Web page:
Dahlia imperialis or tree dahlia is a perennial herbaceous flower that is simply beautiful.
Dahlia Imperialis facts
Name – Dahlia imperialis
Family – Asteraceae
Type – bulb plant
Height – 6 to 13 feet (2 to 4 meters)
Exposure – full sun, part sun
Soil – enriched ordinary soil
Flowering – September to November
Hardiness to freezing – 23°F (-5°C)
Sometimes called giant dahlia, it can reach a height of 13 feet (4 meters)!
- Read also: how to grow dahlia
Planting imperial dahlia
Dahlia imperialis blooms in winter but cannot withstand temperatures below 23°F (-5°C). You must thus first check that your climate allows for planting before purchasing it.
Planting dahlia imperialis bulbs
Dahlia imperialis bulbs are best planted during the months of April and May, when the last frosts are past.
Plant them about 4 inches (10 cm) deep, and space the bulbs 40 inches (100 cm) apart, because dahlia imperialis requires sunlight and likes having space to spread out!
- Avoid windy locations that could break the stems of your dahlia imperialis.
- A blend of flower plant soil mix and garden soil is ideal for planting.
- Dahlia imperialis must be staked upon planting.
- Water regularly the 1st year but not too much because dahlia dislikes moisture.
- Amend with bulb flower fertilizer in the following years.
- Mulch enables you to protect the bulbs in winter.
- To sow, start with sowing in a tray in early March, repot in April and transplant in the ground in May.
- Propagating through tuber division in spring.
Pruning and caring for dahlia imperialis
Dahlia imperialis is inclined to rather warm, rich and well drained soil.
Tree dahlia also appreciates being watered in summer but fears excess moisture that could destroy the plant.
- Remove wilted flowers regularly (deadheading).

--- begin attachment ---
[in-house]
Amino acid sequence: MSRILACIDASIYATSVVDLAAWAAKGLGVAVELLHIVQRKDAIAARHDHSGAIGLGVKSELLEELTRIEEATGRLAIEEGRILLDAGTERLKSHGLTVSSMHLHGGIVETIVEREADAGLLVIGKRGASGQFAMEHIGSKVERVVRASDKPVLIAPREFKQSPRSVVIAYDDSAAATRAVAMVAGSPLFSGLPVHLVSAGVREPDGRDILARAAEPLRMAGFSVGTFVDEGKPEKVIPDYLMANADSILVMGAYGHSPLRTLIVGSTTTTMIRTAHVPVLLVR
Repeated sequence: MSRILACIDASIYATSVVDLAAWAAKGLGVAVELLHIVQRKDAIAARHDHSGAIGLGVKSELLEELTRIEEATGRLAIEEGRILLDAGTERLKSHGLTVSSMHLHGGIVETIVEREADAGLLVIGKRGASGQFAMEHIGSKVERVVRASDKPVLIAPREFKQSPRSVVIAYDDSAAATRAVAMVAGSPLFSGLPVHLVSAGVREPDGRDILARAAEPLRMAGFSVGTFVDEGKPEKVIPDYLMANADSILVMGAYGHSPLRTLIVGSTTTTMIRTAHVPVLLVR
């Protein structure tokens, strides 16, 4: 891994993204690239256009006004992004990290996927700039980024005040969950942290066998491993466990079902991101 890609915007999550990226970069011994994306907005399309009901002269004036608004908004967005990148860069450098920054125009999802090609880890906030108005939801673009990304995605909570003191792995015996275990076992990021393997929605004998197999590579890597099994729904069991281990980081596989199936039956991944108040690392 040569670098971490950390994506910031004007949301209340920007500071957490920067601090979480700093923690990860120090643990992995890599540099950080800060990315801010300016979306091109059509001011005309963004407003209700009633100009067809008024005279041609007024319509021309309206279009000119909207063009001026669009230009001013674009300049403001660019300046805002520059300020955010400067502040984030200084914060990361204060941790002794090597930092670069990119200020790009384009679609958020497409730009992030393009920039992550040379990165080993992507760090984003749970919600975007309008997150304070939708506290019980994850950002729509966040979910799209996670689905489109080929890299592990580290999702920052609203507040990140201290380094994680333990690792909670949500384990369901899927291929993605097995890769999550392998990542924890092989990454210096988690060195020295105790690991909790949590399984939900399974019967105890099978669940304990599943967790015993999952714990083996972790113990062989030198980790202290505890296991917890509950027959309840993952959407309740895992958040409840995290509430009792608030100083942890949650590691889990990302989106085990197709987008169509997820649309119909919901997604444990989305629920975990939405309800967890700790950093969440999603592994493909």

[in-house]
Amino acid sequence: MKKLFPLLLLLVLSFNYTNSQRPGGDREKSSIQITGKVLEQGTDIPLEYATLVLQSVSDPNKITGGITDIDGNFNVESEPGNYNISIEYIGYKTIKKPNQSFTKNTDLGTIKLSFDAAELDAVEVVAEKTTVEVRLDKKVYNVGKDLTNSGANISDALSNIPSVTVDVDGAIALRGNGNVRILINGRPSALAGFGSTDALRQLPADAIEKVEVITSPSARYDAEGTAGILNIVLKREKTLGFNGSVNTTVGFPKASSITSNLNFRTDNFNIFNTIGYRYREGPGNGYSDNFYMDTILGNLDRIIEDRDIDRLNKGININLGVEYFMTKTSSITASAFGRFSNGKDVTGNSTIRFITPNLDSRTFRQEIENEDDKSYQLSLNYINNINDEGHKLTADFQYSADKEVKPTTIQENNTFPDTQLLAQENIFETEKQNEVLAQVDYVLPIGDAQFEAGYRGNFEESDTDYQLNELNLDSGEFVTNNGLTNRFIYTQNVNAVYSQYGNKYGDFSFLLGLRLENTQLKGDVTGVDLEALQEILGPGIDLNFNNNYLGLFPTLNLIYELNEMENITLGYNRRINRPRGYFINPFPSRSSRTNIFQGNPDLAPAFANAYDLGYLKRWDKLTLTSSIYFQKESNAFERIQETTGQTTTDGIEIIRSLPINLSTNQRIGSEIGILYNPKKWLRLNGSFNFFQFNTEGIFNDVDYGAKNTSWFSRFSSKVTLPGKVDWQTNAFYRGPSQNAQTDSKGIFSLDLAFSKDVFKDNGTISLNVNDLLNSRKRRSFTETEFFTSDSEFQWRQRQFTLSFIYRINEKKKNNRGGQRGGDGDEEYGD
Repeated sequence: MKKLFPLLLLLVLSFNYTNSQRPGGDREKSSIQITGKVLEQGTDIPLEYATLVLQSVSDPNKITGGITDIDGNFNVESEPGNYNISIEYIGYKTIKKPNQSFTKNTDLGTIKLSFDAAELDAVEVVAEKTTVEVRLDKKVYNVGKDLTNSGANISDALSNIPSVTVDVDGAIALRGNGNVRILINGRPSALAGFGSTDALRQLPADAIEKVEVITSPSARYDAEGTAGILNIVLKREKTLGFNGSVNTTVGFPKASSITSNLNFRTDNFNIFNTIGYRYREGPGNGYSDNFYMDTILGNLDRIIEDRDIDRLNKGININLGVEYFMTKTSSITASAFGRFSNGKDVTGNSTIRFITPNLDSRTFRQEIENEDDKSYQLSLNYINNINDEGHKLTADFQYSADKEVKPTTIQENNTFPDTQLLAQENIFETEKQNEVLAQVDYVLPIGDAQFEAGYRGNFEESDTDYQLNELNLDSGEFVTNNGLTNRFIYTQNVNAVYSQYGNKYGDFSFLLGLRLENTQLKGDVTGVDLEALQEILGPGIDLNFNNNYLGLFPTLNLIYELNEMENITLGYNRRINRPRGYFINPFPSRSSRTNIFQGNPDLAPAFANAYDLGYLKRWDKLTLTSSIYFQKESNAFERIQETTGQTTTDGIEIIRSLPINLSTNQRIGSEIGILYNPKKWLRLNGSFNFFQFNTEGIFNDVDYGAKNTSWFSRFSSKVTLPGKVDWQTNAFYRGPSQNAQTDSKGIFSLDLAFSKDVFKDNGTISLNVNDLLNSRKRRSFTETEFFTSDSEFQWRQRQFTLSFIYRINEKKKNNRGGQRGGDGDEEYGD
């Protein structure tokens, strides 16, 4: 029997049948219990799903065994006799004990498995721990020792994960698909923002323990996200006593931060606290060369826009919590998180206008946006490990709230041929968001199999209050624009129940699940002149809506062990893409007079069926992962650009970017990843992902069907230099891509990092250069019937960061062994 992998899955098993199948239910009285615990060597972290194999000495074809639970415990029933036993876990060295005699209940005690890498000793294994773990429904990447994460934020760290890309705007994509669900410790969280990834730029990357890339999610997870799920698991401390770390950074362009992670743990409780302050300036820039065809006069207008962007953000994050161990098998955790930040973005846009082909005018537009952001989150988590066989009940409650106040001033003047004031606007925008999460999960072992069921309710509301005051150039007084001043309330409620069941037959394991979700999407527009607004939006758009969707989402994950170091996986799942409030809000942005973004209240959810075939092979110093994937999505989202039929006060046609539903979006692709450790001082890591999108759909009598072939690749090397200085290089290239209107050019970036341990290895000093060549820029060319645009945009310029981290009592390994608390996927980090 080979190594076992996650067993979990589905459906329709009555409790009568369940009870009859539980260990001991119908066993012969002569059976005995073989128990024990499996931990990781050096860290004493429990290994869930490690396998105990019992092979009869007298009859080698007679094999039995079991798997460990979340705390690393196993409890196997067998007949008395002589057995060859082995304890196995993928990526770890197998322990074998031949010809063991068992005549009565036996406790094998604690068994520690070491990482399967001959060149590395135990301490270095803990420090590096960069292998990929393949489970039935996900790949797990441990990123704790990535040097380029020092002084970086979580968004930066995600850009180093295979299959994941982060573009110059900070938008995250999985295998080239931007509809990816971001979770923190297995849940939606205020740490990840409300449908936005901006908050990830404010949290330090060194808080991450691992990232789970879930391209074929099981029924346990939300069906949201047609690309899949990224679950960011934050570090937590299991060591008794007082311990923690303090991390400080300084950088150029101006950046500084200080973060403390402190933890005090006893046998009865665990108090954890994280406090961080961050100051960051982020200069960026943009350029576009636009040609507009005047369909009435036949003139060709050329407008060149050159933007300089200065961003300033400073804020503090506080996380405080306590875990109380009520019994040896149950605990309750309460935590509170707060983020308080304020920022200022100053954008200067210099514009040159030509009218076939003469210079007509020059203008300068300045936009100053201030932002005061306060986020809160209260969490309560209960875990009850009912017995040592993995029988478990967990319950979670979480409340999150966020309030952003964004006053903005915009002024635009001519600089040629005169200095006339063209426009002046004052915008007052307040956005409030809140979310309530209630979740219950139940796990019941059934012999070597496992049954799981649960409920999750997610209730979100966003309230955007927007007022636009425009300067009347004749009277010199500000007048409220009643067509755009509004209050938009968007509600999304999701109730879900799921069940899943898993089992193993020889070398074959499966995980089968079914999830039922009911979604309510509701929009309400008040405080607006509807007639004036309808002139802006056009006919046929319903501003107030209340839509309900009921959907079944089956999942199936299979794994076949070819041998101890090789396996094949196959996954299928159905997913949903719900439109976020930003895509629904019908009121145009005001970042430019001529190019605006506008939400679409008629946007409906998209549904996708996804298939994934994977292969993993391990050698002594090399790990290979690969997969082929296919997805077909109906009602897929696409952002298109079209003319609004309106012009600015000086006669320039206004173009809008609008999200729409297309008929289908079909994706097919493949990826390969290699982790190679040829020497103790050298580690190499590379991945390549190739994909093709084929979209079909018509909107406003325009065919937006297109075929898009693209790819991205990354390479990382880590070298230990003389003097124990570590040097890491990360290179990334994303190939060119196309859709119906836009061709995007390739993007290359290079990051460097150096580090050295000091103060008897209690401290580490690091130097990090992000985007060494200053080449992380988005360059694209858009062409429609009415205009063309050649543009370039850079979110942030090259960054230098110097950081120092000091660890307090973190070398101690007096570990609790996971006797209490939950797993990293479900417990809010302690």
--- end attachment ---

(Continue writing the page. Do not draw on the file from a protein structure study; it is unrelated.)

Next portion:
- Once stems are completely wilted, cut them as short as you can.
- Dahlia imperialis plants can resist freezing temperatures down to around 23°F (-5°C).
- In winter, it is important to protect the base of your plants with plant-based mulch.
If you fear particularly strong freezing:
After the blooming, at the beginning of winter, bring the tubers indoors when the first frost spells hit, and keep them in a dark, dry place until the following spring.
Watering dahlia imperialis
As mentioned above, the watering of tree dahlia is important because it must be regular but never excessive.
One of the most common problems that this plant meets is the rotting of its roots. It thus requires very well drained soil.
- Water the dahlia imperialis but avoid wetting the foliage. This will keep fungal diseases at bay.
- Water preferably in the evening to reduce evaporation and also save water.
Dahlia imperialis in winter
Dahlia imperialis cannot survive freezing temperatures.
If you live in an area where the weather frequently drops below 23°F (-5°C), bringing your bulbs indoors before it freezes is your only hope.
This can be performed after the blooming and before temperatures have dropped under 23°F (-5°C).
- Wait for leaves to have withered completely, and then cut them 4 inches (10 cm) above ground level.
- Pull out the rhizomes and dry them off for 2-3 days in the sun.
- Clean them with a brush.
- Keep them in a cool, dry and dark place.
- Replant them outdoors when the last frosts are past, in spring.
In other regions, protect your tubers with dead leaf mulch for instance.
Diseases and parasites that impact dahlia imperialis
The major difficulty encountered with dahlia imperialis is the rotting of the tuber.
This happens when the soil is too moist and doesn’t drain well enough, thus preventing excess water from being evacuated.
This also leads to various fungus such as powdery mildew or gray mold.
As for parasites, the dahlia can occasionally fall victim to aphids.
Learn more about dahlia imperialis
Native to Mexico, the dahlia imperialis or tree dahlia exhibits a very peculiar stem similar to bamboo.
Its flowers are as beautiful as ever, a cute pink that can also be white, and always very large. Tree dahlia flowers can grow to be 8 inches (20 cm) across.
In temperate climates, the foliage is evergreen.
It is also called Imperial Dahlia, tree dahlia, Lehmann dahlia or Bamboo dahlia because of the strong resemblance of its stem with bamboo.
Smart tip about Dahlia imperialis
This is a plant that can grow quite large and will always be at its best in a sheltered spot where it can grow while being protected from wind.